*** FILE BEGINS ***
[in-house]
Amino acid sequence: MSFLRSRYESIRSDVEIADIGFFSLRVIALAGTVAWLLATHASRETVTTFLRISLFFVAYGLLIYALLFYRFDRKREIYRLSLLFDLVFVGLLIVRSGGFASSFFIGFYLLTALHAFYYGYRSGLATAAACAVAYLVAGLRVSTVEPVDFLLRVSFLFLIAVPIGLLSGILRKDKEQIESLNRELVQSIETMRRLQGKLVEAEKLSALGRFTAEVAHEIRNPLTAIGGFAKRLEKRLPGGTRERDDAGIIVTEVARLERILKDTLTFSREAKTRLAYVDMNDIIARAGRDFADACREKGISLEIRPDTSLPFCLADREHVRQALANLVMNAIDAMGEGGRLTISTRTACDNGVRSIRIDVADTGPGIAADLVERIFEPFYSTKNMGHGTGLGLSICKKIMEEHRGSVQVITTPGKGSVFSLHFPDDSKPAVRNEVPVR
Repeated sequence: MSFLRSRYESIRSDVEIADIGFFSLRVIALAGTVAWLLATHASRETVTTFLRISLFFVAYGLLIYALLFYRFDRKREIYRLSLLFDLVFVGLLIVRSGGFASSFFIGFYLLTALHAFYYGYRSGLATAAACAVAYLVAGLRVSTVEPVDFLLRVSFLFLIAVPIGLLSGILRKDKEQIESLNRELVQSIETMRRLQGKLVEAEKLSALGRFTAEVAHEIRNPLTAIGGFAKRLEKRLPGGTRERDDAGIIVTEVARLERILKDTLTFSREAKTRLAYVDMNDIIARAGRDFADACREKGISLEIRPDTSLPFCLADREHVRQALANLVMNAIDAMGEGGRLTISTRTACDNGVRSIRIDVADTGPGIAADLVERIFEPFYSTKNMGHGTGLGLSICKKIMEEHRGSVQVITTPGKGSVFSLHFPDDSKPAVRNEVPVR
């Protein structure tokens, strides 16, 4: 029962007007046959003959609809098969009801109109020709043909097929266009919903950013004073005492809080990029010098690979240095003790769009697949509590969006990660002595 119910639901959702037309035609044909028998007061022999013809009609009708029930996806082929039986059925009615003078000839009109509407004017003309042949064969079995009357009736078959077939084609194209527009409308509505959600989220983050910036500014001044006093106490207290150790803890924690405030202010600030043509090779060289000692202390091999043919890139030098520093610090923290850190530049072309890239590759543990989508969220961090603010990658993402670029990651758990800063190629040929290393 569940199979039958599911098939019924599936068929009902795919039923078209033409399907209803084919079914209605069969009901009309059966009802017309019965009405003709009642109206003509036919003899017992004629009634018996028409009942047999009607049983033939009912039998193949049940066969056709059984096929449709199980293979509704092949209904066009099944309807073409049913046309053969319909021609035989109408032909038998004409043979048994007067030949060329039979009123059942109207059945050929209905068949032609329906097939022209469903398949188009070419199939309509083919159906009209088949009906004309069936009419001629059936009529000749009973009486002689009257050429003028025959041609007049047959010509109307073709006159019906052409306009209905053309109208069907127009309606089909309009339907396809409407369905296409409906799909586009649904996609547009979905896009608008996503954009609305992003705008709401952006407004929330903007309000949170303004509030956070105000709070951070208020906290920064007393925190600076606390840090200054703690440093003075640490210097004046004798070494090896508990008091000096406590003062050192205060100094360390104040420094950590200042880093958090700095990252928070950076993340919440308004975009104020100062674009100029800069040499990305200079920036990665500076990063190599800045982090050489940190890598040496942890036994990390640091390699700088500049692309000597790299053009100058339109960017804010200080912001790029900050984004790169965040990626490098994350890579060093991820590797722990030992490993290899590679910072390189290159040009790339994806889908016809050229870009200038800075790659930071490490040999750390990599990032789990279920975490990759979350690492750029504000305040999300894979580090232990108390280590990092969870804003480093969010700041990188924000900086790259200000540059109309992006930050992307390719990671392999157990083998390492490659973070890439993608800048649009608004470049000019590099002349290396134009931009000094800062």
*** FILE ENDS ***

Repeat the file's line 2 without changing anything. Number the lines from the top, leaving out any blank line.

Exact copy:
Amino acid sequence: MSFLRSRYESIRSDVEIADIGFFSLRVIALAGTVAWLLATHASRETVTTFLRISLFFVAYGLLIYALLFYRFDRKREIYRLSLLFDLVFVGLLIVRSGGFASSFFIGFYLLTALHAFYYGYRSGLATAAACAVAYLVAGLRVSTVEPVDFLLRVSFLFLIAVPIGLLSGILRKDKEQIESLNRELVQSIETMRRLQGKLVEAEKLSALGRFTAEVAHEIRNPLTAIGGFAKRLEKRLPGGTRERDDAGIIVTEVARLERILKDTLTFSREAKTRLAYVDMNDIIARAGRDFADACREKGISLEIRPDTSLPFCLADREHVRQALANLVMNAIDAMGEGGRLTISTRTACDNGVRSIRIDVADTGPGIAADLVERIFEPFYSTKNMGHGTGLGLSICKKIMEEHRGSVQVITTPGKGSVFSLHFPDDSKPAVRNEVPVR